Friday, January 24, 2014

Why you should attend WSO2Con Asia 2014

WSO2Con Asia 2014, a must attend conference for anyone interested in WSO2 products, is just around the corner.

The WSO2Con Asia 2014 is scheduled from March 24 to March 26 with two conference days and one pre-conference tutorial day. Have a look at WSO2Con Asia 2014 Agenda for all interesting talks and tutorials WSO2 has to offer.

The conference will be held at Waters Edge, a popular venue in Sri Jayawardenapura Kotte, Sri Lanka.

Here are few reasons I can think of as to why you should attend the WSO2Con.


  • WSO2 is the only company to have a complete set of open source middleware products built from scratch and WSO2Con is a good opportunity for you to learn how we make world-class products.
  • Pre-conference tutorials will help you to get an understanding of how our stuff works. So, don't worry if you do not have much idea about the WSO2 products.
  • See what WSO2 has to offer with WSO2 Mobile subsidiary.
  • Meet the experts.
  • Networking opportunities.
  • Discover how WSO2 software can impact your daily life.
  • Be inspired. I'm sure you will be able to find many reasons (just as I did from previous conferences)
  • Our long term target is to be the #1 middleware company in the world. This conference is a milestone in that long journey. So, be part of the history! :)

There is a 25% discount for early registrations. Make sure you grab the opportunity while it lasts.

Have fun at the WSO2Con!

Tuesday, January 21, 2014

What is WSO2 Private PaaS?

In this blog post, I'm going to briefly introduce the WSO2 Private PaaS, an upcoming product from WSO2.

WSO2 Private PaaS


Even though I'm writing about this now, the WSO2 Private PaaS term coined just few weeks after we donated WSO2 Stratos to Apache Foundation in June 2013.

Apache Stratos (incubating) and WSO2 Private PaaS


The WSO2 Private PaaS is built on top of the Apache Stratos (incubating) project, which is currently undergoing major architectural changes from the initial 3.0.0-incubating version.

Following are few major changes you can expect in the next Apache Stratos (incubating) release. i.e. 4.0.0-incubating version.


  • Using a message broker for communication among core Stratos components.
  • Auto scaling now analyze real time data from cartridges like in flight request count and load average. Currently this data is analyzed using WSO2 Complex Event Processor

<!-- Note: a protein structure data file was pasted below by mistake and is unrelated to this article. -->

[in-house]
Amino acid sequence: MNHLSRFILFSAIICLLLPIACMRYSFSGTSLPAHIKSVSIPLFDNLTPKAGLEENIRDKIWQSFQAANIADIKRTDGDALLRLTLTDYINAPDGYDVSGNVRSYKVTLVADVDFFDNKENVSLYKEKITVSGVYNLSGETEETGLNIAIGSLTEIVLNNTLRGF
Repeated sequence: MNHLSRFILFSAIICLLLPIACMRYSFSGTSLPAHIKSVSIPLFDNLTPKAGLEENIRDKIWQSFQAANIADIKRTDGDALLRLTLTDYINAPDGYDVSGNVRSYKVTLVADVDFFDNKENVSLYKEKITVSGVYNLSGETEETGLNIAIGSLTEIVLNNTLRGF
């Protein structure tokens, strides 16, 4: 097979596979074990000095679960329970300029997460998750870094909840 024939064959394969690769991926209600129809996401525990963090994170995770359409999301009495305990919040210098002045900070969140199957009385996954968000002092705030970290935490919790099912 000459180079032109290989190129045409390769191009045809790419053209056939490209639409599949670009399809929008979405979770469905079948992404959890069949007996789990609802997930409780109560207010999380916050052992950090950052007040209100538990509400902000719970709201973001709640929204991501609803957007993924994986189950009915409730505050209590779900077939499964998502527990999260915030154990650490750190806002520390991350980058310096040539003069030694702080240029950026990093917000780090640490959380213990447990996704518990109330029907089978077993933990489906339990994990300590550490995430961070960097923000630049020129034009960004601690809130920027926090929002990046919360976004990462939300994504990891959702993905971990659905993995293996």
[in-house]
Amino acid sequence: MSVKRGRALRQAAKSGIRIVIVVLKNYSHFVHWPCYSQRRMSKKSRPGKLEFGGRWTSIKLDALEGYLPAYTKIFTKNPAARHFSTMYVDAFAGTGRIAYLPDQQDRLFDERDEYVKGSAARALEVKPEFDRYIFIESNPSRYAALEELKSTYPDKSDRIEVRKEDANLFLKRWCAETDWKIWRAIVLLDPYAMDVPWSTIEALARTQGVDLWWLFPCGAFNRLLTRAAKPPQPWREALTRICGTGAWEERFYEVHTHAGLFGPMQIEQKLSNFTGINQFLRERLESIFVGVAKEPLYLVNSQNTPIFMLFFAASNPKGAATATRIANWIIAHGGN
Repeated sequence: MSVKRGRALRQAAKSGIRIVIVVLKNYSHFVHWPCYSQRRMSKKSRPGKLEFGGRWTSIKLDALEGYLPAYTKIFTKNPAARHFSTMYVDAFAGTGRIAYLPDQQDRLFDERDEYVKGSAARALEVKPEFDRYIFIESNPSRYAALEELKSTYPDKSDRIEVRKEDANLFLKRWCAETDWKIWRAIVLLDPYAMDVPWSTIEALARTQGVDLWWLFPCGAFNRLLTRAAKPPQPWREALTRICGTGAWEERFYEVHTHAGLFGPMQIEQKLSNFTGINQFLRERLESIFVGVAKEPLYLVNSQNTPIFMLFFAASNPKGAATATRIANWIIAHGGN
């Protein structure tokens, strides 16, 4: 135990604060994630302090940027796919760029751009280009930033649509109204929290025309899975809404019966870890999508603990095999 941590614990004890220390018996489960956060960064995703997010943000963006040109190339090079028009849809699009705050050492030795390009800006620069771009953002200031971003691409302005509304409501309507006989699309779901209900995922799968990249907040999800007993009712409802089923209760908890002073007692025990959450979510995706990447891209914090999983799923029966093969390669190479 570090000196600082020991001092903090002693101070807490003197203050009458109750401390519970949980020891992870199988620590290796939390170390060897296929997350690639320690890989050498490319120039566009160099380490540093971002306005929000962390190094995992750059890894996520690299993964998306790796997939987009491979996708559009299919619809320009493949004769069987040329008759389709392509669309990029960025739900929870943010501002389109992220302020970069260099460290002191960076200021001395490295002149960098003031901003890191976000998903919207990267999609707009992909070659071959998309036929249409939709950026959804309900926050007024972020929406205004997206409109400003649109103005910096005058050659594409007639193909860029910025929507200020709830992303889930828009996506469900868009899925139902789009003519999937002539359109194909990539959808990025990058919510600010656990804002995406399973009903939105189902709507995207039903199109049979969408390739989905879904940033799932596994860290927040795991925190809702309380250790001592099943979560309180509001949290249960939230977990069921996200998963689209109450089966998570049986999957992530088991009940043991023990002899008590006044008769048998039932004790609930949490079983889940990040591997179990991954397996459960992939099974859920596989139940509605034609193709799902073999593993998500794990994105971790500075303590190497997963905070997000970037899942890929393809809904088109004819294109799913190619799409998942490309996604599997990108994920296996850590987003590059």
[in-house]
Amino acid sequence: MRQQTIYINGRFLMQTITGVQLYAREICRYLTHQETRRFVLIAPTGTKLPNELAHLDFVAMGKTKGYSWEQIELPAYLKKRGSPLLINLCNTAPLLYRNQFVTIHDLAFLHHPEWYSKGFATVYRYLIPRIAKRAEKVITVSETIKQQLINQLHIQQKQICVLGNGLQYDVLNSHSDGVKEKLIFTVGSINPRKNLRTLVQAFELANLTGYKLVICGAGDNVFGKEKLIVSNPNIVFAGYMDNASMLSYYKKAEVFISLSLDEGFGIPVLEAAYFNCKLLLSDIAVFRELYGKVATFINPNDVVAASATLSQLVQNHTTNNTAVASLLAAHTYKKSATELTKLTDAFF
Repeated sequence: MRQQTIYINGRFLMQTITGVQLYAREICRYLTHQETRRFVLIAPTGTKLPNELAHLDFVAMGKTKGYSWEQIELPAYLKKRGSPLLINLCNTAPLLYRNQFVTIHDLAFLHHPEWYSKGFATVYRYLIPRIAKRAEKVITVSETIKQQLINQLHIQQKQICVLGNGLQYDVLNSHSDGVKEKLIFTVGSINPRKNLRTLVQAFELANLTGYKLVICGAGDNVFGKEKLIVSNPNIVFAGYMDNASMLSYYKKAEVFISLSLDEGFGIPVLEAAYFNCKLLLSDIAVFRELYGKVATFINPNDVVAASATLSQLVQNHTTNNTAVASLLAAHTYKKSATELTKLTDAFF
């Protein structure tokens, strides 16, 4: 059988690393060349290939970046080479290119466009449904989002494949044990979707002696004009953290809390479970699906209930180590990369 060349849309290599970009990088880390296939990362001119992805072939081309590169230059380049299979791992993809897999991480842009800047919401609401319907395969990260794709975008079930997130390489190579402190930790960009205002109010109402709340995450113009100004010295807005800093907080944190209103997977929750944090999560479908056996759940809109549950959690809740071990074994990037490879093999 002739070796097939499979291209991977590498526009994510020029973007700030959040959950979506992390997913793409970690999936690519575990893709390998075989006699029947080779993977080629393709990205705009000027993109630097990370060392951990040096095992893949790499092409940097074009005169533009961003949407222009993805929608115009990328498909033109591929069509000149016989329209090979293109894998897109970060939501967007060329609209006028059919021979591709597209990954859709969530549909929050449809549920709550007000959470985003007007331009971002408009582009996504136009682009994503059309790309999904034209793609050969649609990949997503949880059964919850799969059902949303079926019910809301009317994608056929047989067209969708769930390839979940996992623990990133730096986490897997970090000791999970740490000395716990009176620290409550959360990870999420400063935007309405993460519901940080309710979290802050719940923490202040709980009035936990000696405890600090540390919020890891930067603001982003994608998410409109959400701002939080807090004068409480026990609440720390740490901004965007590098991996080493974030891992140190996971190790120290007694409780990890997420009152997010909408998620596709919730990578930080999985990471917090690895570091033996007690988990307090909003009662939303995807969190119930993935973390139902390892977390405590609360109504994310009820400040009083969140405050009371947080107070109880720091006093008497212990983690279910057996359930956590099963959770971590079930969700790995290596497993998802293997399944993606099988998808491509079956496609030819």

• Load Balancer is now a cartridge in Stratos
  • New Stratos Manager UI
  • Stratos Manager now has RESTful services
  • Improved CLI

Lakmal has written a great blog post on explaining all of these.

Why Private?


The main reason is that WSO2 Private PaaS will be distributed as a product and anyone will be able to set up an on-premise, enterprise ready PaaS.

So, what do you get in WSO2 Private PaaS?


In addition to core Stratos framework, the WSO2 Private PaaS will get all WSO2 products as cartridges.

This means that with all WSO2 middleware products as cartridges, the WSO2 Private PaaS will provide the most comprehensive PaaS for enterprises. This is also great considering all the advantages you can get from WSO2.

The WSO2 Private PaaS will also have improved billing and metering for enterprise requirements.

WSO2 will officially support following IaaS providers for WSO2 Private PaaS
  • Amazon Elastic Compute Cloud (EC2)
  • OpenStack
  • SUSE Cloud
  • VMware vCloud

Cartridge Architecture


All WSO2 product cartridges will be configured using Puppet, an automation software, which will help us to configure cartridges easily with the use of templates etc. 

The cartridge will contain the Java and an init script to the start the Puppet Agent. With the use of user-data feature provided by the IaaS, we will just pass the puppet master host and the product type to the cartridges. The Cartridge will then configure itself using Puppet.

There is a "Cartridge Agent" inside the cartridge to communication with other Stratos components.

I will write a more detailed blog post with examples once we have a stable release soon.

You can check WSO2 Private PaaS JIRA on the progress.

Thursday, January 16, 2014

Installing Oracle JDK 7 (Java Development Kit) on Ubuntu

There are many posts on this topic if you search on Google. This post just explains the steps I use to install JDK 7 on my laptop.

Download the JDK from Oracle. The latest version as of now is Java SE 7u51.

I'm on 64-bit machine, therefore I downloaded jdk-7u51-linux-x64.tar.gz

It's easy to get the tar.gz package as we just have to extract the JDK.

I usually extract the JDK to /usr/lib/jvm directory.


sudo mkdir -p /usr/lib/jvm
cd /usr/lib/jvm/
sudo tar -xf ~/Software/jdk-7u51-linux-x64.tar.gz
sudo update-alternatives --install "/usr/bin/javac" "javac" "/usr/lib/jvm/jdk1.7.0_51/bin/javac" 1
sudo update-alternatives --install "/usr/bin/java" "java" "/usr/lib/jvm/jdk1.7.0_51/bin/java" 1
sudo update-alternatives --install "/usr/lib/mozilla/plugins/libjavaplugin.so" "mozilla-javaplugin.so" "/usr/lib/jvm/jdk1.7.0_51/jre/lib/amd64/libnpjp2.so" 1
sudo update-alternatives --install "/usr/bin/javaws" "javaws" "/usr/lib/jvm/jdk1.7.0_51/bin/javaws" 1


After installing, we should configure each alternative

sudo update-alternatives --config javac
sudo update-alternatives --config java
sudo update-alternatives --config mozilla-javaplugin.so
sudo update-alternatives --config javaws

Now we can configure JAVA_HOME. We can edit ~/.bashrc and add following.
export JAVA_HOME=/usr/lib/jvm/jdk1.7.0_51/

That's it! :)

UPDATE:

Please check Oracle Java Installation script for Ubuntu. All above steps are now automated via an installation script: https://github.com/chrishantha/install-java